Politics

Sen Josh Hawley Lambasts ‘Liberal Language Police’ After Critics Seize On His Use Of ‘Cosmopolitan’ As Anti-Semitic

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Evie Fordham Politics and Health Care Reporter

Republican Missouri Sen. Josh Hawley lambasted the “liberal language police” Friday after facing backlash for referring to “the cosmopolitan elite,” something his critics found to be anti-Semitic.

He was accused of anti-Semitism after speaking at the Edmund Burke Foundation’s National Conservatism Conference. (RELATED: Trump Goes After NYT Columnist Who Predicts His Reelection)

“The cosmopolitan elite look down on the common affections that once bound this nation together: things like place and national feeling and religious faith,” he said in his keynote address. “They regard our inherited traditions as oppressive and our shared institutions — like family and neighborhood and church — as backwards. What they offer instead is a progressive agenda of social liberation in tune with the priorities of their wealthy and well-educated counterparts around the world.”

Some treated Hawley’s references to the “cosmopolitan elite” and “cosmopolitan consensus” as veiled anti-Semitic language.

Sen. Josh Hawley delivers keynote address at the National Conservatism Conference in Washington, D.C. YouTube screenshot/Senator Josh Hawley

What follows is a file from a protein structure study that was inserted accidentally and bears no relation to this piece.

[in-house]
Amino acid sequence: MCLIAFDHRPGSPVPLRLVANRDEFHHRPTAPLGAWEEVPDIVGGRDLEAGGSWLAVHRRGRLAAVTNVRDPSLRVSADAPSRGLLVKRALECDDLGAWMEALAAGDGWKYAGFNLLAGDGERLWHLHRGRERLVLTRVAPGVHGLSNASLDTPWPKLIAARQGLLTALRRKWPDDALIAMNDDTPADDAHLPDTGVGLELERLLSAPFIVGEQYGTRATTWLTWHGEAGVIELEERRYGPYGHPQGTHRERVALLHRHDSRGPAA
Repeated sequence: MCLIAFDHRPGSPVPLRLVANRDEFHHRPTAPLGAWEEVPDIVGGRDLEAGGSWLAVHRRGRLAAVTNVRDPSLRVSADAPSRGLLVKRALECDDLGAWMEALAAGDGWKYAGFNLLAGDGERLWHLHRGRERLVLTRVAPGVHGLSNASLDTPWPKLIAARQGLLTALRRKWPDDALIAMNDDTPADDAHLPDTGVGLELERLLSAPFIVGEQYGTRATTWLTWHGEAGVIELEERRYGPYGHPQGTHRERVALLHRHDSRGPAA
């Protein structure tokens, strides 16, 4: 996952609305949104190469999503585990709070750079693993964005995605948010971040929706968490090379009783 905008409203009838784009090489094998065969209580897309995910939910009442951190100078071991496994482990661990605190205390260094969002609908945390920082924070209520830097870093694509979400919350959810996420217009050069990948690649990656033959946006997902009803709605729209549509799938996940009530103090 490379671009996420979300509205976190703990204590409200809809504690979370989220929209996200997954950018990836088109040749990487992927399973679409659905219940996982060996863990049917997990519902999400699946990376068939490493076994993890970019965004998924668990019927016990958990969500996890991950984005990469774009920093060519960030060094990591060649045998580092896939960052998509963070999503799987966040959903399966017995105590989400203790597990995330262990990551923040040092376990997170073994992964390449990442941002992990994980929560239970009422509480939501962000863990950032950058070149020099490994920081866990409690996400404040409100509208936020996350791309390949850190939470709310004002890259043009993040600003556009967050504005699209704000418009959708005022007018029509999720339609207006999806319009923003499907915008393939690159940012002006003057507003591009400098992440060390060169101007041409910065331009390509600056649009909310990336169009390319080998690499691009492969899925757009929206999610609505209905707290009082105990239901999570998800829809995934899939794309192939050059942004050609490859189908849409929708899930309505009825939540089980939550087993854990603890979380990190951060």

Sen. Josh Hawley delivers keynote address at the National Conservatism Conference in Washington, D.C. YouTube screenshot/

“So [Hawley] is an antisemite. Full stop,” wrote Adam Blickstein of the Glover Park Group on Twitter Friday.

“If you’re Jewish and the use of ‘cosmopolitan’ doesn’t scare you, read some history,” The New York Times opinion columnist Paul Krugman wrote Thursday on Twitter.

“Yale-educated law professor [Hawley] chose the word purposefully,” St. Louis Post-Dispatch columnist and Pulitzer Prize winner Tony Messenger wrote Friday on Twitter.

Others defended Hawley from the allegations of anti-Semitism. The junior senator had expressed his frustration with “rank anti-Semitism that I didn’t think existed in this country” on “The Guy Benson Show” the same week.

“Sorry but ‘cosmopolitan’ is a normal term in political theory, history and other academic disciplines. It means ‘citizen of the world’ and has no anti-Jewish valence. [Hawley] used it correctly in his National Conservatism speech,” Yoram Hazony, chair of the institute that hosted the conference, wrote Friday on Twitter. Hazony is an Israeli author.

“It’s foolish to act like using the term cosmopolitan upper class is a code word, and doing so comes dangerously close to making any critique of corporate power out of the bounds of liberal discourse. Which may be the point…” Matt Stoller, a former Senate Budget Committee aide under Bernie Sanders, wrote Thursday on Twitter.

Hawley is the youngest sitting senator who is known for calling out Big Tech and recently announced legislation that would put universities on the hook financially if its students are unable to repay their student loans.

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